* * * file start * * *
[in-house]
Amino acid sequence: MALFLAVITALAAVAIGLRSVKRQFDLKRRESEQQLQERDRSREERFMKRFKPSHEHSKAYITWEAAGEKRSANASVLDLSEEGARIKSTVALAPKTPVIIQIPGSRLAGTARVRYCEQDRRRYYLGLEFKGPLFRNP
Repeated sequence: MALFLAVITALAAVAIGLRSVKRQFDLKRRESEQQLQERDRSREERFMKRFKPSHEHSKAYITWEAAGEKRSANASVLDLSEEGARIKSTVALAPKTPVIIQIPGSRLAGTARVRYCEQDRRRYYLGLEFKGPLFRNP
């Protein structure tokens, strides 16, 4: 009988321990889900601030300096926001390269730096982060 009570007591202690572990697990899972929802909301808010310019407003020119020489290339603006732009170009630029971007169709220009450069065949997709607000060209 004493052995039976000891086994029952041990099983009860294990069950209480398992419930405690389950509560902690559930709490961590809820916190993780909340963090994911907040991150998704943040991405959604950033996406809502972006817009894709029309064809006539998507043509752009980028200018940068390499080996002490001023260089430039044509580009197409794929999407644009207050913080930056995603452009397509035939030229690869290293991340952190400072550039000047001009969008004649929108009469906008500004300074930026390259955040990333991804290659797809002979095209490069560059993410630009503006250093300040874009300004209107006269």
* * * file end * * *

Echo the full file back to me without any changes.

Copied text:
[in-house]
Amino acid sequence: MALFLAVITALAAVAIGLRSVKRQFDLKRRESEQQLQERDRSREERFMKRFKPSHEHSKAYITWEAAGEKRSANASVLDLSEEGARIKSTVALAPKTPVIIQIPGSRLAGTARVRYCEQDRRRYYLGLEFKGPLFRNP
Repeated sequence: MALFLAVITALAAVAIGLRSVKRQFDLKRRESEQQLQERDRSREERFMKRFKPSHEHSKAYITWEAAGEKRSANASVLDLSEEGARIKSTVALAPKTPVIIQIPGSRLAGTARVRYCEQDRRRYYLGLEFKGPLFRNP
């Protein structure tokens, strides 16, 4: 009988321990889900601030300096926001390269730096982060 009570007591202690572990697990899972929802909301808010310019407003020119020489290339603006732009170009630029971007169709220009450069065949997709607000060209 004493052995039976000891086994029952041990099983009860294990069950209480398992419930405690389950509560902690559930709490961590809820916190993780909340963090994911907040991150998704943040991405959604950033996406809502972006817009894709029309064809006539998507043509752009980028200018940068390499080996002490001023260089430039044509580009197409794929999407644009207050913080930056995603452009397509035939030229690869290293991340952190400072550039000047001009969008004649929108009469906008500004300074930026390259955040990333991804290659797809002979095209490069560059993410630009503006250093300040874009300004209107006269």